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Needed: a change in the mindset of our politicians

Published:Wednesday | October 28, 2015 | 12:00 AMJaevion Nelson, Contributor

Many of our leaders seem to have begun their political life prematurely, while others are tenured but performing at the level of a first-term parliamentarian. Our leaders seem to spend more of our (and their) time and resources in squabbles and scoring political points that do nothing but mobilise their respective bases. It's a pity there are no mandatory courses to develop one's ability to act maturely and in the best interest of the people who elected them to serve, and not the party they are affiliated with.

The banter on either side of the political divide around the death of 19 babies, 26 per cent increase in murders, acceding to the Caribbean Court of Justice, and the hardship being faced by many of us is appalling, to say the least. It's as if the cadre of largely very intelligent people who we have put our trust in to pursue national development are just heartless and morally bankrupt. Can you imagine not even the death of babies can cause us to put aside politics to focus on what's really important?

Our politicians leave us wanting. Why is everything politicised? Do our leaders not understand their roles and responsibilities as parliamentarians? Do they realise that we require much more of them than handouts, repairing of roads, sponsoring sports competitions, and/or attending funerals and graduations? We are waiting with bated breaths for bold and transformative leadership that will inspire us and build our confidence that we have a meaningful and purposeful Parliament.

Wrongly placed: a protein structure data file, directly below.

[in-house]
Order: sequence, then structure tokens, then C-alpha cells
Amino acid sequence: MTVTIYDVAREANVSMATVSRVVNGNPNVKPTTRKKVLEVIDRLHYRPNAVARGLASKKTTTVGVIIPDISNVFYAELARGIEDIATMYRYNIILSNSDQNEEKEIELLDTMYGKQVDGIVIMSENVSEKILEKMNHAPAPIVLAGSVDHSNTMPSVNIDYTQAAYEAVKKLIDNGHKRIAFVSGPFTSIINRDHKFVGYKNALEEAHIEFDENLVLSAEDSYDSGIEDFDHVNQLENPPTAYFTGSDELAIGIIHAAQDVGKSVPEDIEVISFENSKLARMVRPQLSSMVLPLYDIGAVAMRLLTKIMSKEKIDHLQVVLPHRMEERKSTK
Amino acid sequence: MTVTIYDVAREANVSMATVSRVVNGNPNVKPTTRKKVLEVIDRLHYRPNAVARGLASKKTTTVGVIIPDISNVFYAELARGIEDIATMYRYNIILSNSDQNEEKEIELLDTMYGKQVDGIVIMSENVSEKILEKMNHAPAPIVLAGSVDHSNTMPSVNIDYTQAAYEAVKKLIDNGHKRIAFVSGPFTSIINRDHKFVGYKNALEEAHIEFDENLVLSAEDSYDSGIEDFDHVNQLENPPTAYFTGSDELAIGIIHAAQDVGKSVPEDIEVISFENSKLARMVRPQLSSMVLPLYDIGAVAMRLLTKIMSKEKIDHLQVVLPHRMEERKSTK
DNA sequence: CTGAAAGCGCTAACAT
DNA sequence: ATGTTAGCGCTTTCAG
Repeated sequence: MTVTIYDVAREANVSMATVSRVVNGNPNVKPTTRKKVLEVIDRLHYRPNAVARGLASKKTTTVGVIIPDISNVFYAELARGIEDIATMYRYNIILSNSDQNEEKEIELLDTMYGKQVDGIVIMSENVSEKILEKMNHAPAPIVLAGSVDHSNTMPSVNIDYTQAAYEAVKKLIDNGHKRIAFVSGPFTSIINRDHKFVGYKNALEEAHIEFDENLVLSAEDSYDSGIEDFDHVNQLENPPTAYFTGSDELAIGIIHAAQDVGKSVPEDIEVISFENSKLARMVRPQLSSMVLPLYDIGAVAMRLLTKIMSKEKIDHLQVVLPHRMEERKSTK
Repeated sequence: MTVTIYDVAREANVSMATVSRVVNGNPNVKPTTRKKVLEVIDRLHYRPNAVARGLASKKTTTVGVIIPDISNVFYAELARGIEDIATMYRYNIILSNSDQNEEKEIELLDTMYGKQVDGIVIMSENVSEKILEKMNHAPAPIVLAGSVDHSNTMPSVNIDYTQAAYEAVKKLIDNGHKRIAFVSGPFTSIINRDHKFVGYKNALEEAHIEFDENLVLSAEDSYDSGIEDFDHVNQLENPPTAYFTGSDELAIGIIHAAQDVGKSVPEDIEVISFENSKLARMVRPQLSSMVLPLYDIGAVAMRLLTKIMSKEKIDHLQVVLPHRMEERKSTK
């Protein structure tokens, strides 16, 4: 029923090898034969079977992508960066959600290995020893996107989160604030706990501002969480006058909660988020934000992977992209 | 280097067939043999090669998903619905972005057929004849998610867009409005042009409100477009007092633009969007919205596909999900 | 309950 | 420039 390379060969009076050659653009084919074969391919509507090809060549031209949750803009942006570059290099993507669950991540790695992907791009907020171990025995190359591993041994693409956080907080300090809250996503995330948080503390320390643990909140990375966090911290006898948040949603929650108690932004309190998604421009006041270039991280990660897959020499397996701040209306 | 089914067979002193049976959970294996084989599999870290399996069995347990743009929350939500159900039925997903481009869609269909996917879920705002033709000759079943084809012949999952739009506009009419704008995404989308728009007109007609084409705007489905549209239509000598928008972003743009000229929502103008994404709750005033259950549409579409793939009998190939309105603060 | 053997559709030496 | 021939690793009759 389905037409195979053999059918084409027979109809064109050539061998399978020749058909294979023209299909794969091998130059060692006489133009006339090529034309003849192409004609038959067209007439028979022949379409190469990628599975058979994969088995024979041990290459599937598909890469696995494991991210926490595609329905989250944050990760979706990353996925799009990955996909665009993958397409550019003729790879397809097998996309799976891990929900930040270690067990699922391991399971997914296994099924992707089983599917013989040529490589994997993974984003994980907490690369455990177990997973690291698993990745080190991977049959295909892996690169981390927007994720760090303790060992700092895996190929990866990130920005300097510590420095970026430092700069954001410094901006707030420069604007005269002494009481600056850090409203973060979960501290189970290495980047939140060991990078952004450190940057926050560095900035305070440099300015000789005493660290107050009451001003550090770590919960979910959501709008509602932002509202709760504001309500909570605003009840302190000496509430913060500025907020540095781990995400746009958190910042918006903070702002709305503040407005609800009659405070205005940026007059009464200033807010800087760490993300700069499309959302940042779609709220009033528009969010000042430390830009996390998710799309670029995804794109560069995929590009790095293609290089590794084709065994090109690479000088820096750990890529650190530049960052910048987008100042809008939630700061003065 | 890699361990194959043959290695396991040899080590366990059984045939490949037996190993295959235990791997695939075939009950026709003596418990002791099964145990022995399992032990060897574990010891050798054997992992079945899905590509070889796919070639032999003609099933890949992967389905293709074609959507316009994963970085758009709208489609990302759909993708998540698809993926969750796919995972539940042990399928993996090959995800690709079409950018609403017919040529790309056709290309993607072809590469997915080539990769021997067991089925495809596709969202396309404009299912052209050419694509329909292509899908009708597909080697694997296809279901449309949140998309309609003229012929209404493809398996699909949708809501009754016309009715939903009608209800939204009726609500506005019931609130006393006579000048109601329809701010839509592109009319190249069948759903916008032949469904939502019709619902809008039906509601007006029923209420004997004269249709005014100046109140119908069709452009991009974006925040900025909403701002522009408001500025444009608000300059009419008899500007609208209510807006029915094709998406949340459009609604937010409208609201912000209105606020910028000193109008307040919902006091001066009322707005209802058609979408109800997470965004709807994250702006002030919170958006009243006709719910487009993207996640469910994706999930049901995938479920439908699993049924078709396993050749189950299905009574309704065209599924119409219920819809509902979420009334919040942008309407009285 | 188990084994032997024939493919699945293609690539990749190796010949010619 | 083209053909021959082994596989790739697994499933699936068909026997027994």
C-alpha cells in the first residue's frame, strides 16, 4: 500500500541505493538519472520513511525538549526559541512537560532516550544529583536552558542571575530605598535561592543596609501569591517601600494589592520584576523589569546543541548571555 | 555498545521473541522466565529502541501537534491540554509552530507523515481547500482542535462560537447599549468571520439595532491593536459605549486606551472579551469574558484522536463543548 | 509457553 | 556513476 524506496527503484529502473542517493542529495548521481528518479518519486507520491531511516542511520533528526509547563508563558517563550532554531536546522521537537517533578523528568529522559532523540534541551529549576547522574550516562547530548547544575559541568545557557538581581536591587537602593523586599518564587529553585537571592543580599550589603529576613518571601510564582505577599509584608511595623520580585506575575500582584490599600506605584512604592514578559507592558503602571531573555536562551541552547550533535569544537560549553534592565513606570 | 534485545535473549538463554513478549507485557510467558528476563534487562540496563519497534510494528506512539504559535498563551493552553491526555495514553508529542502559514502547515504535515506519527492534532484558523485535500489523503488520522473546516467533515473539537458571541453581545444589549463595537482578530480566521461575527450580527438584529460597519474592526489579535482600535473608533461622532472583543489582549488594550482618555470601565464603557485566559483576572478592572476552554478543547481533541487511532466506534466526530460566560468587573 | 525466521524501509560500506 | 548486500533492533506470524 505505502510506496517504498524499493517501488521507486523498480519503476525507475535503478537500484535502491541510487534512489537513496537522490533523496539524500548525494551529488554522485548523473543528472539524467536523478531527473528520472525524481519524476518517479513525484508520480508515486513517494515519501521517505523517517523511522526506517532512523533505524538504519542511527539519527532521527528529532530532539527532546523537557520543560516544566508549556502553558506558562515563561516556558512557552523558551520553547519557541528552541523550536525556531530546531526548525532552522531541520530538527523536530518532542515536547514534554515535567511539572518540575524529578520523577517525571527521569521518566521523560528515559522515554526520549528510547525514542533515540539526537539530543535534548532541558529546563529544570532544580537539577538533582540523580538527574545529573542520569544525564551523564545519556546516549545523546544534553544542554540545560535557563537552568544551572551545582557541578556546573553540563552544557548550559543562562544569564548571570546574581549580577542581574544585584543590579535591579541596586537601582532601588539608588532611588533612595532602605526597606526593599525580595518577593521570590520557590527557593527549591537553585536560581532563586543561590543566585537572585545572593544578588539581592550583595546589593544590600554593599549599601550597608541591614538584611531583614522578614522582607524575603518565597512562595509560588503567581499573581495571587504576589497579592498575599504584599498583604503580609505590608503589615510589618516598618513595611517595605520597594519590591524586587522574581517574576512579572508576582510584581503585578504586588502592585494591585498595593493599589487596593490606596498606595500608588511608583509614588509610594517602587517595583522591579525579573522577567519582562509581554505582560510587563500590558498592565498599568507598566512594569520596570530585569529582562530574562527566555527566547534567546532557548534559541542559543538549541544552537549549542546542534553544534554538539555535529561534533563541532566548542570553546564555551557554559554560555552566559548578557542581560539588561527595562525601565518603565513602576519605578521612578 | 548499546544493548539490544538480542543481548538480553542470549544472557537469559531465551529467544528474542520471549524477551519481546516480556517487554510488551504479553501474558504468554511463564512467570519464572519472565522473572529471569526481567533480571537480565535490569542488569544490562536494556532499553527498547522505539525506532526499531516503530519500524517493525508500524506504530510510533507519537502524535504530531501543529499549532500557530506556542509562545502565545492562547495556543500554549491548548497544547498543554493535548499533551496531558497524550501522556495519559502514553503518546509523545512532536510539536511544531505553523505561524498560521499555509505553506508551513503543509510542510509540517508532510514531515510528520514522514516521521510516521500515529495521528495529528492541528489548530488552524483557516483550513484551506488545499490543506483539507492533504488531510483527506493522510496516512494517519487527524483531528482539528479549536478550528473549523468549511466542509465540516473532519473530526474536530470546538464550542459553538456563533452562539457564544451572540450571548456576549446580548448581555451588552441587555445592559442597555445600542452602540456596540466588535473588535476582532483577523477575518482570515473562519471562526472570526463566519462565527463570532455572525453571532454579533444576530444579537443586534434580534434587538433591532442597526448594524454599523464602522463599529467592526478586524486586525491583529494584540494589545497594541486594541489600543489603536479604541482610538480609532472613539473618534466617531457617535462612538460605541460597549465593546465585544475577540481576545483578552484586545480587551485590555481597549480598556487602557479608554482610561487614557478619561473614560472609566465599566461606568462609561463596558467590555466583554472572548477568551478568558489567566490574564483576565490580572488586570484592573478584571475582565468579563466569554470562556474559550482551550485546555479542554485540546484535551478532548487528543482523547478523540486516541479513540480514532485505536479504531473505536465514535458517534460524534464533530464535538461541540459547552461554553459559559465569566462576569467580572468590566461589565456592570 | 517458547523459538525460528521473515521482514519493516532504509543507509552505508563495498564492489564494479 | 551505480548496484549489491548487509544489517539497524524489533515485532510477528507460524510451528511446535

Jamaica is ripe with possibilities, but our political leaders have been inept at capitalising on the opportunities we've had to be more than just a well-known country. Bruce Golding was absolutely right: "We are too rich to be so poor, and too blessed to be stressed." We need a change in the mindset of our political leaders and citizenry; a paradigm shift for us to be empowered to achieve our fullest potential; the economy to be prosperous and the society to be safe, cohesive and just.

While I am very ecstatic about some of the legislative changes that have taken place in recent times, it shouldn't have taken an agreement with the International Monetary Fund for this to happen. Why are we so dependent on foreign entities to get anything done? It is rather unfortunate that decisiveness and action are so sparse among the chosen 63 members of parliament (MP).

We are overwhelmed with the divisive nature of and way in which we practise politics in this country. Seemingly, this attitude has frighteningly seeped little by little into the Senate, which is where we normally look for hope and political maturity. MPs and senators are distracted, senselessly opposing each other - even on matters that one would think shouldn't be so controversial. The more they carry on this charade of acting in our best interest and for nation building, the more difficult it is to believe there is any difference on either side of the House.



Is it any wonder that 53 per cent of young Jamaicans, 18-24 years old, believe it doesn't matter which party forms the next Government, and 47 per cent would not vote in the next general election? The actions of our leaders have left our young people despondent. Their future and their hope are invested in a strategy to get the hell out of Jamaica. What does this mean for development when the return on our investment is a mere couple million US dollars in remittances? Why doesn't the loss of our human capital - our most valuable asset - seem to be of much concern to us?

It is time we take ownership of our future and capitalise on the opportunities we have to make Jamaica a better place to live, work, raise families, and do business. We cannot be resigned in hopelessness and complacency about our future. We cannot afford to continue on this trajectory. We need to purge ourselves and nation of the pandering to populism, politicking and myopic ways of being and doing.

Let us put Vision 2030 - The National Development Plan - into action regardless of which political party forms the next Government. Stop paying lip service to the plight of the poor and the needs of our young people. Put the people first.

- Jaevion Nelson is a youth development, HIV and human-rights advocate. Email feedback to and